“By faith Abel brought God a better offering than Cain did. By faith he was commended as righteous, when God spoke well of his offerings.” (Hebrews 11)
But what made it a better offering? Here’s the story in Genesis 4:
“Now Abel kept flocks, and Cain worked the soil. In the course of time, Cain brought some of the fruits of the soil as an offering to the Lord. But Abel also brought an offering – fat portions from some of the firstborn of his flock. The Lord looked with favour on Abel and his offering, but on Cain and his offering he did not look with favour. So Cain was very angry, and his face was downcast.
Then the Lord said to Cain, ‘Why are you angry? Why is your face downcast? If you do what is right, will you not be accepted? But if you do not do what is right, sin is crouching at your door; it desires to have you, but you must rule over it.’ (Genesis 4:2b–7)
If these offerings were some kind of spontaneous Thank-You, then rejection seems a tad churlish. But we have no record of an Instruction Sheet for “How to do Offerings” that Cain violated, unless we’re not interpreting those “coats of skins” (Genesis 3:21) that God provided correctly, as a way of approaching God through the sacrifice of animals.
At any rate, his heart was not right before the Lord, and his offering was not “in faith” as was his brother’s. Therefore, God rejected his gift…Mark Batterson noted, succinctly, that “…the true value of an offering isn’t measured by how much we give. It’s measured by how much we keep… By definition, a sacrifice must involve sacrifice…”
Or is it possible that Cain’s offering was somehow the wrong type? Hebrews 9:22 , Leviticus 4:25–26, and Leviticus 17:11 all connect the shedding of blood with the atonement of sin. This foreshadowed Jesus Christ as the only blood sacrifice that could truly atone for our sin. Had Cain filled in the wrong form and not received his due benefit?
But this is thin. I’m reading too much into the text. And -if you want to be precise about it, this wasn’t a Sin Offering anyway, but a Thanks Offering. It wasn’t guilt but gratitude that prompted the offerings.
So then, was Cain’s offering rejected because it was not of high enough quality? There’s a hint of this, that Abel offered “of the firstborn of his flock,” while saying nothing about the quality of Cain’s offering. But it’s circumstantial and speculative.
The New Testament deals with the issue twice. First, our text in Hebrews 11:4: “By faith Abel brought God a better offering than Cain did. By faith he was commended as righteous, when God spoke well of his offerings.” It’s a question of faith.
Look too at 1 John 3:11–12: “We should love one another, not as Cain who was of the wicked one and murdered his brother. And why did he murder him? Because his works were evil and his brother’s righteous.”
His works were evil! The Genesis account doesn’t quantify these “evil works” that preceded the murder but it does explore the very important issue of Cain’s reaction. Cain was defiant. The Bible says “And Cain was very angry, and his countenance fell. So the Lord said to Cain, ‘Why are you angry? And why has your countenance fallen? If you do well, will you not be accepted? And if you do not do well, sin lies at the door. And its desire is for you, but you should rule over it’” (Genesis 4:5b–7). God provided a “way out,” but Cain, in his pride and stubbornness, allowed sin to rule over him—ultimately driving him to commit the first murder. He (as we all) are responsible for our response to be repentant when being confronted with our wrongdoing.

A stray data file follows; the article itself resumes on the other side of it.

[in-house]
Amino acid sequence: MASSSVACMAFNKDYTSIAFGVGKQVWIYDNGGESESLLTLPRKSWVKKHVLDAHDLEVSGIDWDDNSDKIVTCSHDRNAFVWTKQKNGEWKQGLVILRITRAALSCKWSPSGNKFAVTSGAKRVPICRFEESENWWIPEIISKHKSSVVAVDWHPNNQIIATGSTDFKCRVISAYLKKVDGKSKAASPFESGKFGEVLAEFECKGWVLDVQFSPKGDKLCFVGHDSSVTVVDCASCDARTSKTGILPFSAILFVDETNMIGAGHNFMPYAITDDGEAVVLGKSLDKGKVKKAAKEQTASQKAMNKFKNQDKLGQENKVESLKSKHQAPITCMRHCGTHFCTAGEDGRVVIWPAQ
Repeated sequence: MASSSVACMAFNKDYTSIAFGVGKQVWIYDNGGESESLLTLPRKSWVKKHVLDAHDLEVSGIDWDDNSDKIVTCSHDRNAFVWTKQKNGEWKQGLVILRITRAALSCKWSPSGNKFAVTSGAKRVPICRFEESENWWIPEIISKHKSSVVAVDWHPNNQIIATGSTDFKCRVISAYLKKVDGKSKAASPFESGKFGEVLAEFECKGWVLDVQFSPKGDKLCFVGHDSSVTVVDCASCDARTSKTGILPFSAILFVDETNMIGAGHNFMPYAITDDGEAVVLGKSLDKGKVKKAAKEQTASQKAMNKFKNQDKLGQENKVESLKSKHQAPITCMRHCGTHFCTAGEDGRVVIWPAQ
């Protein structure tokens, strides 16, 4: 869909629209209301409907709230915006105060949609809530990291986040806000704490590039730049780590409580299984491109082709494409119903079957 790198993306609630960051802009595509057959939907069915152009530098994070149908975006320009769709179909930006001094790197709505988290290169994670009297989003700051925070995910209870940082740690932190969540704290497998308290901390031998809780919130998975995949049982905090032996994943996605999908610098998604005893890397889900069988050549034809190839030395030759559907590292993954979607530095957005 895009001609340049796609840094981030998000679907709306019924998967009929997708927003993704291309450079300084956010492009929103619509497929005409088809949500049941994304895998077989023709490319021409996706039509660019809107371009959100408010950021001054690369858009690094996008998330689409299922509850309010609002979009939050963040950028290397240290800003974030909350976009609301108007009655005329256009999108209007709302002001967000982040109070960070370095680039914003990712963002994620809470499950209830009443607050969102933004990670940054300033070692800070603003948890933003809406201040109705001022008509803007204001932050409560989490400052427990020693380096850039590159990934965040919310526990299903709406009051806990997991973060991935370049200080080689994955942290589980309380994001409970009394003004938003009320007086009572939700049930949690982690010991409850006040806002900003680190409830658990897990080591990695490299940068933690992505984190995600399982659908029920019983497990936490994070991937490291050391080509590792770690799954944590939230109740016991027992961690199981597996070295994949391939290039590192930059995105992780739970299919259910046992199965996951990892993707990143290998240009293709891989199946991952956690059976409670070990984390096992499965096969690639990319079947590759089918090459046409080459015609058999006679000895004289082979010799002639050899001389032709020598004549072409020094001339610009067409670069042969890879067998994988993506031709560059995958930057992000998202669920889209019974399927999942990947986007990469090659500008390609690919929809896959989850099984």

Cain was anything but repentant. He wanted to make the rules, and he didn’t want to change his ways.
We must come to grips with one thing: God, as Creator, is sovereign over His creation. While there are proximate reasons for God’s decrees, what ultimately makes “right” right and “wrong” wrong? God’s sovereign choice. This does not mean God is capricious or arbitrary; God is always reasonable because He is the creator of reason. If God’s actions seem to conflict with or transcend man’s sense of “reason,” that doesn’t mean God is wrong; it means His thoughts are not our thoughts, and His ways are not our ways (Isaiah 55:8).
Our part is to make sure that our actions are right and that our hearts are in the right place. In the case of offerings, that includes humbly giving from the firstfruits (does God deserve any less?) of our labour with a cheerful heart, understanding that such works themselves do not save us, and gladly accepting instruction, correction, and even rebuke from the hand of the Almighty.
The lesson of Cain is that sin and rebellion runs through our attitudes and our actions, and that the two ultimately cannot be divorced.
And in the offering of our daily choices, God examines our hearts. Jared Brock outs it brilliantly: “Somewhere, somehow, at some unknown intersection between prayer and work, God indwells our humble offering—God indwells us—and turns human actions into spiritual awakenings.”
It’s not what you do -quantity, quality, regulations – that matters most, but the way in which it is done and the consciousness you put into it. When all your actions are consecrated to God, there will be no longer activities that are superior and activities that are inferior; all will have an equal importance — the value given them by the consecration.
And “a cup of cold water in my name” will be a wonderful statement of love.